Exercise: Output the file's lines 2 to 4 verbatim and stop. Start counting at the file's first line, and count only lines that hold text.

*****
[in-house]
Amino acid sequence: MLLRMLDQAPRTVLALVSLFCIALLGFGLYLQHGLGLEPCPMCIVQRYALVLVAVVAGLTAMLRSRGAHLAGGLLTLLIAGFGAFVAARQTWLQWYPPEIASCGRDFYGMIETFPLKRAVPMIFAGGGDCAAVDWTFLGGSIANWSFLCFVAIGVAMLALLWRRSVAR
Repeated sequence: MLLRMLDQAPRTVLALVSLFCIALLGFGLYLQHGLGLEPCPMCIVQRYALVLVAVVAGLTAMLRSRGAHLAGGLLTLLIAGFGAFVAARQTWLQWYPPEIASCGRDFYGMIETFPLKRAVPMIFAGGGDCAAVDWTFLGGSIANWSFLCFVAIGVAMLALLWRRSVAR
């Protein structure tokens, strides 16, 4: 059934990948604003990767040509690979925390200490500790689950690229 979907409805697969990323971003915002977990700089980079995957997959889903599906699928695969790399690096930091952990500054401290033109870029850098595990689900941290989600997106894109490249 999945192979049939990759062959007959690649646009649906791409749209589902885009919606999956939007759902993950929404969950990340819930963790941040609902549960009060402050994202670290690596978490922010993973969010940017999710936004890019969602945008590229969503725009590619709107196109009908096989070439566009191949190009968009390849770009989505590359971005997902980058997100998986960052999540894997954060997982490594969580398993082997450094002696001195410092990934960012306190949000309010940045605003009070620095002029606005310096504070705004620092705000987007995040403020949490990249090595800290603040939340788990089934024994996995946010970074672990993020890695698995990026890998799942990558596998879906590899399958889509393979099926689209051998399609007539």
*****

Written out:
Amino acid sequence: MLLRMLDQAPRTVLALVSLFCIALLGFGLYLQHGLGLEPCPMCIVQRYALVLVAVVAGLTAMLRSRGAHLAGGLLTLLIAGFGAFVAARQTWLQWYPPEIASCGRDFYGMIETFPLKRAVPMIFAGGGDCAAVDWTFLGGSIANWSFLCFVAIGVAMLALLWRRSVAR
Repeated sequence: MLLRMLDQAPRTVLALVSLFCIALLGFGLYLQHGLGLEPCPMCIVQRYALVLVAVVAGLTAMLRSRGAHLAGGLLTLLIAGFGAFVAARQTWLQWYPPEIASCGRDFYGMIETFPLKRAVPMIFAGGGDCAAVDWTFLGGSIANWSFLCFVAIGVAMLALLWRRSVAR
């Protein structure tokens, strides 16, 4: 059934990948604003990767040509690979925390200490500790689950690229 979907409805697969990323971003915002977990700089980079995957997959889903599906699928695969790399690096930091952990500054401290033109870029850098595990689900941290989600997106894109490249 999945192979049939990759062959007959690649646009649906791409749209589902885009919606999956939007759902993950929404969950990340819930963790941040609902549960009060402050994202670290690596978490922010993973969010940017999710936004890019969602945008590229969503725009590619709107196109009908096989070439566009191949190009968009390849770009989505590359971005997902980058997100998986960052999540894997954060997982490594969580398993082997450094002696001195410092990934960012306190949000309010940045605003009070620095002029606005310096504070705004620092705000987007995040403020949490990249090595800290603040939340788990089934024994996995946010970074672990993020890695698995990026890998799942990558596998879906590899399958889509393979099926689209051998399609007539």